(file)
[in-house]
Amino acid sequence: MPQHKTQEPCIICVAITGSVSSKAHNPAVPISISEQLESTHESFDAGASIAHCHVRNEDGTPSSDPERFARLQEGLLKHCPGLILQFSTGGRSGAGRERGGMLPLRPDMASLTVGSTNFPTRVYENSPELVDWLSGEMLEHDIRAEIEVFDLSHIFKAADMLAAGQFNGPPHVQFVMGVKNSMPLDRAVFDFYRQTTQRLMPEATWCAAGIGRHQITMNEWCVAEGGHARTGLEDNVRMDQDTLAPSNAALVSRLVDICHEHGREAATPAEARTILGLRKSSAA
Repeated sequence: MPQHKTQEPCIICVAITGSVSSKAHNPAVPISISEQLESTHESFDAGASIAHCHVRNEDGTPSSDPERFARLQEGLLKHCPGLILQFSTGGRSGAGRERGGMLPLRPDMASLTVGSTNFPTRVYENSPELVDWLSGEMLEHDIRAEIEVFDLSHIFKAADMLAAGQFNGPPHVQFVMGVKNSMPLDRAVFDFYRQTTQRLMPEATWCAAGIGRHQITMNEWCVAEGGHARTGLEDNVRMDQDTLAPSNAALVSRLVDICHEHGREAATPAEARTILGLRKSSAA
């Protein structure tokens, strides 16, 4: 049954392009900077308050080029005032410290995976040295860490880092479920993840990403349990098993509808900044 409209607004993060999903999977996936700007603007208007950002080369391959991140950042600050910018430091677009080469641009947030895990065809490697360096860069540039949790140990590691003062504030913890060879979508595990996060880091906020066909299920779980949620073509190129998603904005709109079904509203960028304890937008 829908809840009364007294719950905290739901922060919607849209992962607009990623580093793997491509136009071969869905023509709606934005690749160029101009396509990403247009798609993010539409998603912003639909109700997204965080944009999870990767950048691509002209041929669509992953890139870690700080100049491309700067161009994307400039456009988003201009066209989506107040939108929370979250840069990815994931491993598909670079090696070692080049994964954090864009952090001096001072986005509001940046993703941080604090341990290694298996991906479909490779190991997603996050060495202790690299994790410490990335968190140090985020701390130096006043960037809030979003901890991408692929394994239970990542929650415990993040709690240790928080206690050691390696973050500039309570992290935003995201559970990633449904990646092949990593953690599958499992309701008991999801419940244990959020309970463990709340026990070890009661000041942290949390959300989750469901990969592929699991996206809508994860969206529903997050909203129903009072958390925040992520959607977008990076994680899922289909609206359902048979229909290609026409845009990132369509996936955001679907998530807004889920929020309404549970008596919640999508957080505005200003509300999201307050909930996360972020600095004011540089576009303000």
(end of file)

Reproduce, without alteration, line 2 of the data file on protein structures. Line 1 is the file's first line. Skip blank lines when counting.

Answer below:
Amino acid sequence: MPQHKTQEPCIICVAITGSVSSKAHNPAVPISISEQLESTHESFDAGASIAHCHVRNEDGTPSSDPERFARLQEGLLKHCPGLILQFSTGGRSGAGRERGGMLPLRPDMASLTVGSTNFPTRVYENSPELVDWLSGEMLEHDIRAEIEVFDLSHIFKAADMLAAGQFNGPPHVQFVMGVKNSMPLDRAVFDFYRQTTQRLMPEATWCAAGIGRHQITMNEWCVAEGGHARTGLEDNVRMDQDTLAPSNAALVSRLVDICHEHGREAATPAEARTILGLRKSSAA